A newly launched art space in Bangalore, The Gallery at RMZ Ecoworld is hosting a solo show of renowned artist and sculptor Ravinder Reddy from July 8 - September 9, 2017. A showcase in India that comes after a gap of more than ten years, the exhibition includes works that reflect the artist’s influences and explorations during the early, intermediate and recent phases of work. The artist has embraced a distinct path in the representation of female subjects, whether in bodily form, or in elaborately detailed heads. His journey has brought him from the time when, along with other students at the Faculty of Fine Arts, Baroda he experimented with the new inexpensive medium of polyester resin or fibreglass, to his powerful contemporary sculptural installations that are monumental in scale and presence. “Mr. Reddy’s series of heads have less to do with stereotypical ideas of beauty, and more to do with an ageless celebration of a woman’s endurance and fecundity.” Says Julie Walsh, Director, Walsh Gallery. The painted forms have been inspired by both classical and popular art; one can see a profound engagement with the Yakshi figures embedded in Indian sculptural history, as well as Egyptian and Greek sculpture, balanced with interpretations of street culture and popular imagery reflected in the glossy surfaces and rich colouring.
The catalogue text was written especially for the show by Professor Ghulam Mohammed Sheikh, art critic and artist. He comments, “For Ravinder, the engagement with full figures served as a route to understanding the head as the epitome of the spirit of the body. The head then assumed a totally independent entity - having gone through and internalised the quiet dignity of the Benin bronze, the warm physicality of the Kushana-Mathura yakshis and the deep earthy sensuality of the votive village deities and the feisty audacity of roadside icons of urban India. He then sought to instil the subliminal presence of the numinous as he obsessively returned to the head. Growing constantly and assuming different, sometimes immense avatars, these painted heads of women in luxurious colours with every detail of the face lovingly and carefully crafted, began to gain the heightened majesty of icons. Their ever-expanding aura pervaded the sites they were displayed in with a powerful presence of guardian deities.”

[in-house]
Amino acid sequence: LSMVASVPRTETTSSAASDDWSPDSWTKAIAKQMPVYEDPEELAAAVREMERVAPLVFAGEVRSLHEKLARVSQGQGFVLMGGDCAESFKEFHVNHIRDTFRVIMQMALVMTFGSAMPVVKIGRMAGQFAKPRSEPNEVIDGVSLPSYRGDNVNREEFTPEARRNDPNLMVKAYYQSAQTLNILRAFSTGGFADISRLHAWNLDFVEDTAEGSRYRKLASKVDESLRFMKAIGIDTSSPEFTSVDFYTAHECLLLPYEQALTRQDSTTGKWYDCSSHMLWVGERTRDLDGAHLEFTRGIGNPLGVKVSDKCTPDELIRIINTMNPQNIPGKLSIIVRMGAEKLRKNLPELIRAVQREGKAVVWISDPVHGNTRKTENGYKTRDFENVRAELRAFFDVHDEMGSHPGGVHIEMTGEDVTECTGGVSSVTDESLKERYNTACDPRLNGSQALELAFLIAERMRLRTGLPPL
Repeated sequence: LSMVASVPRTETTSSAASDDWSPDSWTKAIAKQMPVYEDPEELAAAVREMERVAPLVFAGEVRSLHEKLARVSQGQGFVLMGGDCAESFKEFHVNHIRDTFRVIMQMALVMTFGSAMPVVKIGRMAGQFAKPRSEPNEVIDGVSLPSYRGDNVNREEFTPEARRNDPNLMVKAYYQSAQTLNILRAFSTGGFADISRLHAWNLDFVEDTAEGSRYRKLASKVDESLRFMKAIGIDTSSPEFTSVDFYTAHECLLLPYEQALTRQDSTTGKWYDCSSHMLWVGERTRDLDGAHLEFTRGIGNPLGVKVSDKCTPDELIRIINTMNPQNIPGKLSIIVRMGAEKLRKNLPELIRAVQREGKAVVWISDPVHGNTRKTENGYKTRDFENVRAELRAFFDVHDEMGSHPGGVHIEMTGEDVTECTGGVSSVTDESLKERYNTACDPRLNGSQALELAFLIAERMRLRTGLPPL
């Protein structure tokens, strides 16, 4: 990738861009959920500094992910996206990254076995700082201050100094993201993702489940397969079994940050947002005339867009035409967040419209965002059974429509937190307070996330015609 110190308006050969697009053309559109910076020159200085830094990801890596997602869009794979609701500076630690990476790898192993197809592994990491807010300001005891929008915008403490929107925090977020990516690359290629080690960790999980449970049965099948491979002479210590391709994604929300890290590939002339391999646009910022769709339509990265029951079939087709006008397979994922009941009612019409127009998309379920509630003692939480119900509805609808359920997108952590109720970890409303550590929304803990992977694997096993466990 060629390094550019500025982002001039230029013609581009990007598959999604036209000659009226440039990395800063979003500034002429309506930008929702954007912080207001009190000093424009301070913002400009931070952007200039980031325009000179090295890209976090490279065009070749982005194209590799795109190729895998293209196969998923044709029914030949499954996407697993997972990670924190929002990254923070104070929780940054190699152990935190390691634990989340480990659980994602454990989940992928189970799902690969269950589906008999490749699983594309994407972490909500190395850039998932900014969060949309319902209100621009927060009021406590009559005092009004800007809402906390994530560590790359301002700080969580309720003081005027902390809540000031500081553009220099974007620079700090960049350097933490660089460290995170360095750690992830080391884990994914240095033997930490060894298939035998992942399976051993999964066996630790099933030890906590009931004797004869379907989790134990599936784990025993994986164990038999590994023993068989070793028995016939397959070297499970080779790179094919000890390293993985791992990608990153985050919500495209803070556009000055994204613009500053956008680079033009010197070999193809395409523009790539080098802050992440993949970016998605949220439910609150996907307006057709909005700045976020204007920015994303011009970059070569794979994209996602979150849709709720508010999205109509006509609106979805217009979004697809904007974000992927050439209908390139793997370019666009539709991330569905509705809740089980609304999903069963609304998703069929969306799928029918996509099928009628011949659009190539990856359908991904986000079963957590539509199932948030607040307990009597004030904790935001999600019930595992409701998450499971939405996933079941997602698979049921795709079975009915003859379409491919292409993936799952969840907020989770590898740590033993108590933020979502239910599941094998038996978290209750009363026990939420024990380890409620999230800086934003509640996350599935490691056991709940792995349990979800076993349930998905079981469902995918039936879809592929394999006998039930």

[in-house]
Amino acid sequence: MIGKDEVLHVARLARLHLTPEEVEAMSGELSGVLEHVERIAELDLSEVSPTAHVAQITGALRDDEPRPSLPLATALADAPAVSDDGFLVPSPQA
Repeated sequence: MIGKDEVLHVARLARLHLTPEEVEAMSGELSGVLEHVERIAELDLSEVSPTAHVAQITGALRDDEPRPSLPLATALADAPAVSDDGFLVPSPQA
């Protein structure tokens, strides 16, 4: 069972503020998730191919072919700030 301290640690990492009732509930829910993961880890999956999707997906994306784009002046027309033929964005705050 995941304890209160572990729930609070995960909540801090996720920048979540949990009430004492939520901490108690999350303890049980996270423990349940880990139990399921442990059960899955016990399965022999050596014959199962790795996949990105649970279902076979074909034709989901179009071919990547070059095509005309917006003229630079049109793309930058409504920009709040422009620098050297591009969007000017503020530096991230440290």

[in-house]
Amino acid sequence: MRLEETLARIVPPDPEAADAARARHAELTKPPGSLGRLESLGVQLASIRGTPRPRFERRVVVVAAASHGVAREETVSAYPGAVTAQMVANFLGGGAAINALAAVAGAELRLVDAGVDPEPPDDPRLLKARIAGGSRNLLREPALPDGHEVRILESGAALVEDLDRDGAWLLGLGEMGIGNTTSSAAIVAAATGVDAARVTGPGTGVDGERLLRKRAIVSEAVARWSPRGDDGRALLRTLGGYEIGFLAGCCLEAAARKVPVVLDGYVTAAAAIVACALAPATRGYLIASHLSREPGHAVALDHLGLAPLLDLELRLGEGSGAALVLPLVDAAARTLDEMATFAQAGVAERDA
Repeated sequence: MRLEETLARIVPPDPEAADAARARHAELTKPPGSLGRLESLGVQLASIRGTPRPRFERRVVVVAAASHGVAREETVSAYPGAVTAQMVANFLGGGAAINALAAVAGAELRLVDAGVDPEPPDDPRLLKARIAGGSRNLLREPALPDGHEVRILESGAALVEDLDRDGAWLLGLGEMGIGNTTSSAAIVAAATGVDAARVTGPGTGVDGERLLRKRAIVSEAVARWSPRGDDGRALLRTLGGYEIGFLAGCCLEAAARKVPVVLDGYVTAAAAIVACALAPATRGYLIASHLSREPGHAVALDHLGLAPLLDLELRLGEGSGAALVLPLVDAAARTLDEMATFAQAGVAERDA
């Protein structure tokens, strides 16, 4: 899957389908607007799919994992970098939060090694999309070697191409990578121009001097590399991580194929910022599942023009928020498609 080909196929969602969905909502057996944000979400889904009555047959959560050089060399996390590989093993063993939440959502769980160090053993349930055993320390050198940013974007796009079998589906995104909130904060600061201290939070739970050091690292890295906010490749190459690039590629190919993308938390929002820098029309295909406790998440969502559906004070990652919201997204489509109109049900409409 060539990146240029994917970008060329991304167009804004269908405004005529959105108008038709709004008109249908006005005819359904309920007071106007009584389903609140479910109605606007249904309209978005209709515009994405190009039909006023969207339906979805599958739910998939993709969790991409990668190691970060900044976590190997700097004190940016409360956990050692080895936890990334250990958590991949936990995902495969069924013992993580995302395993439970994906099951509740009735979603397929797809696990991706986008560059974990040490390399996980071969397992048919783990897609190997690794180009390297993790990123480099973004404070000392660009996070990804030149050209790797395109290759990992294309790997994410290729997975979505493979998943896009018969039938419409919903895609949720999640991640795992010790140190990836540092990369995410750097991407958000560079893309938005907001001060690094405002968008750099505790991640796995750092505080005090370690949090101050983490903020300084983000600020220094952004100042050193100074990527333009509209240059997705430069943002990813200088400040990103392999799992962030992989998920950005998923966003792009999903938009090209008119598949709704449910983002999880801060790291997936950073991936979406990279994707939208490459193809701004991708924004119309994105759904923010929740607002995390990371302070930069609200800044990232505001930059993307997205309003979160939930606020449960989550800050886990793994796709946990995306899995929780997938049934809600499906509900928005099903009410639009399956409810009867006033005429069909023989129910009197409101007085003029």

For over three illustrious decades, Reddy has been committed to the exploration of formal sculptural attributes of physicality and frontality, translating it within distinct portrayals of female subjects, whether in bodily form, or as iconic heads. “During my studies at art school, I developed feeling for organic forms. My exposure to various cultures – Asian, Egyptian, Mayan, and early Greek – made a strong impression on me in terms of monumentality, strong form, frontality, and overpowering presence. Open sexual sensuality in folk art forms also made a deep impression on me. I incorporate these things in my work. I draw inspiration from my surroundings. My life force is women – they are the source of growth and life. In my work, I wish primarily to re-experience images perceived in everyday life. Adding and subtracting lumps of clay and building up volume enables me, through close physical contact, to grasp the image in sculptural form. Later, I define this image more precisely in paint. I choose fibreglass as a medium because it acts as a neutral material.” He says.